The Christian Yelich trade was the crown jewel of David Stearns' tenure leading the Brewers front office. It was an all-time winner for Milwaukee and an all-time dud for the Miami Marlins.
Almost exactly 5 years ago, the Brewers sent four highly touted prospects to Miami for the future NL MVP; Lewis Brinson, Isan Diaz, Jordan Yamamoto, and Monte Harrison.
Today, one piece of that trade package returns. The Brewers signed Monte Harrison to a minor league contract with an invite to spring training.
Considering where Harrison was ranked as a prospect and the fact he's available just five years later and only coming in on a minors deal says a lot about how his career has gone since the trade.
Harrison made his MLB debut in 2020 for the Marlins, hitting just .170/.235/.255 with one homer, six steals, and 26 strikeouts in 47 ABs. He's tallied just 18 MLB games in the two seasons since.
Harrison is a career .176 hitter in 50 games. His strikeout problems are the major cause of his struggles to stay at the big league level.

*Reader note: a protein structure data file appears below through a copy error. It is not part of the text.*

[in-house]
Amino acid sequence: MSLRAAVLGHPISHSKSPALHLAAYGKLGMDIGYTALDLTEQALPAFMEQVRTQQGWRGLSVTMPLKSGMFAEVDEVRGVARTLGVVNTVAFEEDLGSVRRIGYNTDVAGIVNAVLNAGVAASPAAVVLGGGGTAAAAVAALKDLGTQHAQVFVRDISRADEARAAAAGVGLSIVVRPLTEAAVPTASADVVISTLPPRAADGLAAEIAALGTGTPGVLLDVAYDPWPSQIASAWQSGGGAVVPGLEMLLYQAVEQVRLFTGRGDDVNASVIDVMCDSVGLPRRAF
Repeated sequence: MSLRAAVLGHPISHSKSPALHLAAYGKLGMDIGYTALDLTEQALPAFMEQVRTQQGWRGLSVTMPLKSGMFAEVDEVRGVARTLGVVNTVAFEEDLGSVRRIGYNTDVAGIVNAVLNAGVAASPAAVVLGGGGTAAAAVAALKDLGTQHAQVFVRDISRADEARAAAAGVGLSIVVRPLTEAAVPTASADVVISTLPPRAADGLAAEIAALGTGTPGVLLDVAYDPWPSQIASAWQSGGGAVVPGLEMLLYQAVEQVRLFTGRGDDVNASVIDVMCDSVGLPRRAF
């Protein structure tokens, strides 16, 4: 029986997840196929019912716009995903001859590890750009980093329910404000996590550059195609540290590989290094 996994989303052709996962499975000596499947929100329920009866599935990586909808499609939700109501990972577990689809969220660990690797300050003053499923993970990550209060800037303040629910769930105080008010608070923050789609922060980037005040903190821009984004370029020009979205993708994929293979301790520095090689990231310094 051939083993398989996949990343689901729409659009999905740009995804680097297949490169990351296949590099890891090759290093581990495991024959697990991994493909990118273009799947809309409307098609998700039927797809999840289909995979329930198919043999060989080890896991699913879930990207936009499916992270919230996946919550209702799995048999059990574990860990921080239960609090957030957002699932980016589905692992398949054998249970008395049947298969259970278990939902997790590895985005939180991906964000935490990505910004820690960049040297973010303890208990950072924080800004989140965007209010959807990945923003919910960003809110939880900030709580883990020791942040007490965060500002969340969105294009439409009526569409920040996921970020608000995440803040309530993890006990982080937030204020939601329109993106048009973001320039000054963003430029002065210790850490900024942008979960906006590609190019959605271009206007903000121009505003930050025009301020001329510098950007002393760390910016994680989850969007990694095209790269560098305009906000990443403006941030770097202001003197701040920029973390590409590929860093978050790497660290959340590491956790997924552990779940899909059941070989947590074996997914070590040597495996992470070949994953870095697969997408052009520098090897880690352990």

After a stint with the Los Angeles Angels last season, Harrison is now set to be back in the Brewers organization. Once thought of as a potential piece of the future outfield in Milwaukee, Harrison is now fighting to be organizational depth. The starting right field job is currently unclaimed for the Brewers. Tyrone Taylor figures to get most of the reps along with Brian Anderson until Joey Wiemer is ready.
Harrison's profile as a prospect was somewhat similar to the profile Wiemer currently has. A speedy, athletic outfielder with a lot of home run power, a cannon for an arm, and questions about the hit tool because of a tendency to strike out. The question's about Wiemer's hit tool aren't quite as big as they were about Harrison's though. Wiemer has proven to be able to hit at the higher levels of the minors while Harrison never really was.
Still, it brings the Yelich trade full circle and perhaps Harrison get on track in spring training but he'd face an uphill battle to earn any roster spot and is more likely battling to prove he should stick around in Triple-A to start the season as organizational depth. The Brewers have several outfield prospects ready to make the jump and when they do, someone will need to play the outfield in Triple-A Nashville.
Harrison joins a growing list of Brewers non-roster invitees as spring training approaches.